Logos matter, they really do. This deceptively simple piece of design might not look much in isolation, but over time a great logo design can come to represent your entire brand or business.
In his recent article, my colleague Marc looked in more detail at how logos work and exactly why they matter so much. After teasing apart the various components that make up a typical corporate logo, he explored the important contributions that the logo makes right across the marketing process. His conclusion was that a great logo design should matter to every business, regardless of size, sector or situation, because having a strong and effective logo will make all your sales and marketing objectives – awareness, differentiation, engagement and growth – that little bit easier to achieve.
But how exactly do you go about getting a great logo design that can deliver these advantages?
What makes a great logo design?
First we need to agree what it is that makes a logo design a great one. I would suggest the following five criteria should be considered:
A good logo aligns to what you are trying to communicate, and to the expectations or your audience. If your value propositions focus on environmental benefits, you might use organic shapes and a green colour palette. If it’s a technology brand then you might favour stronger, bolder shapes and a blue palette. This will avoid creating what psychologists call cognitive dissonance, the feeling of unease people get when existing beliefs (such as our feelings about a brand) are contradicted by a new piece of information (the logo design).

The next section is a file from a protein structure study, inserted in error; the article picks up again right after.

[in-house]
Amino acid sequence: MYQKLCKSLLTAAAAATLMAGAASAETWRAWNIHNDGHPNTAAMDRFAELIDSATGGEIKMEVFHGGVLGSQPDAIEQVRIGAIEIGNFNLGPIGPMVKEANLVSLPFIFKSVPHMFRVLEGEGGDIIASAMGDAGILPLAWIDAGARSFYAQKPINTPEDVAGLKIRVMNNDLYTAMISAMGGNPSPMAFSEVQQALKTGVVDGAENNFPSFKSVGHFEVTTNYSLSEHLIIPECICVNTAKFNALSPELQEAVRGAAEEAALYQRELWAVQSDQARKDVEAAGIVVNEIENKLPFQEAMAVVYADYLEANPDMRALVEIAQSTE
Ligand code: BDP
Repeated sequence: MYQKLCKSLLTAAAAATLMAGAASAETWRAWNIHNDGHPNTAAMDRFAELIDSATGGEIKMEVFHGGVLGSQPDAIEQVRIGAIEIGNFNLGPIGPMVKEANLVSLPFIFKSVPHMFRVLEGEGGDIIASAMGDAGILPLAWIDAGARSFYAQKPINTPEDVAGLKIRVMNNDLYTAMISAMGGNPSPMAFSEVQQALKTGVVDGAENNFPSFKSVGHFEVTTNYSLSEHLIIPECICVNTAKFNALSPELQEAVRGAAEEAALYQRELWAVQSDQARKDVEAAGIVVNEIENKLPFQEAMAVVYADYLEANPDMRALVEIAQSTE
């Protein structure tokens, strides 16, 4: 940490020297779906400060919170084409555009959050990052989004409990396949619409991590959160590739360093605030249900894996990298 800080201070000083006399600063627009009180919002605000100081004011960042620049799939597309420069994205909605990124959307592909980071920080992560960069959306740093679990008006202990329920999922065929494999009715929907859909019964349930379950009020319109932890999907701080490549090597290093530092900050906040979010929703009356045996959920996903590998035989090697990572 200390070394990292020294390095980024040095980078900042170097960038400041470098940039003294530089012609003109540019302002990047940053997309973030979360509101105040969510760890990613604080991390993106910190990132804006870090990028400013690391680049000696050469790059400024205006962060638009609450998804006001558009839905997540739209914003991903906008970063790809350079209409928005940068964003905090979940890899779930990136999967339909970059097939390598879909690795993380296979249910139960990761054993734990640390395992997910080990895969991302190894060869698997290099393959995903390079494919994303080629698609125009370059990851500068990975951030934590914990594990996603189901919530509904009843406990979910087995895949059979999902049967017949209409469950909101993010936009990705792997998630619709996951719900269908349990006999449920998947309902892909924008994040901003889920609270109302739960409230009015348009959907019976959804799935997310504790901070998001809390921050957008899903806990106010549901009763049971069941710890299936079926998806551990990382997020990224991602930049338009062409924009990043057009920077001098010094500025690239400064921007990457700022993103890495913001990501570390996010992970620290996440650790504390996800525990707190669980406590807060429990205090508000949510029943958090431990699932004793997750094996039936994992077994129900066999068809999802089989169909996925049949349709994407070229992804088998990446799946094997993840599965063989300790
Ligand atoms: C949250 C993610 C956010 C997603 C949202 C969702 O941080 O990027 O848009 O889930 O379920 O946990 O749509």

Having highlighted the importance of aligning to expectations, it’s also important to remember to find your own unique and distinct identity in your market. If all your eco competitors are using soft green shapes, you may well benefit from finding something different for your own logo – without straying too far outside market expectations and falling into the cognitive dissonance trap.
A complicated design is often easier to create than a simple one. But it is vital to make sure your logo is easy to read and understand. If it’s a wordmark, it has to be easy to read – and equally difficult to mis-read. If you’re trying to embed a visual cue or message about your brand, it needs to be accessible and understandable by more than just you and your designer. And remember that sometimes less really can be more! A good design can often use negative space to create subtle details in a logo much more effectively than pushing in another shape or colour.
Negative space can be a powerful feature in good logo design.
If you get these first three criteria right, you should be well on your way to achieving the fourth – impact and memorability. Remember that your logo might only have a few seconds to make a lasting impression, so it needs to have impact and be easy to recall and associate with your business.
Finally, a good logo must be practical in use. Among other things this means it needs to be:
- Scalable, with options from the smallest website favicon to a full screen super HD presentation (and don’t forget to make sure that you get the final artwork as a vector file, for ongoing scaling without loss of quality);
- Versatile, with options not just for placing on a nice white background but also what to do over dark backgrounds or photos; and
- Multi-channel, capable of being displayed equally well on a mobile phone as on a high-quality print piece.
Briefing for a great logo design
If these are all the hallmarks of a great logo, how do you go about briefing your designer so they can help you achieve it all?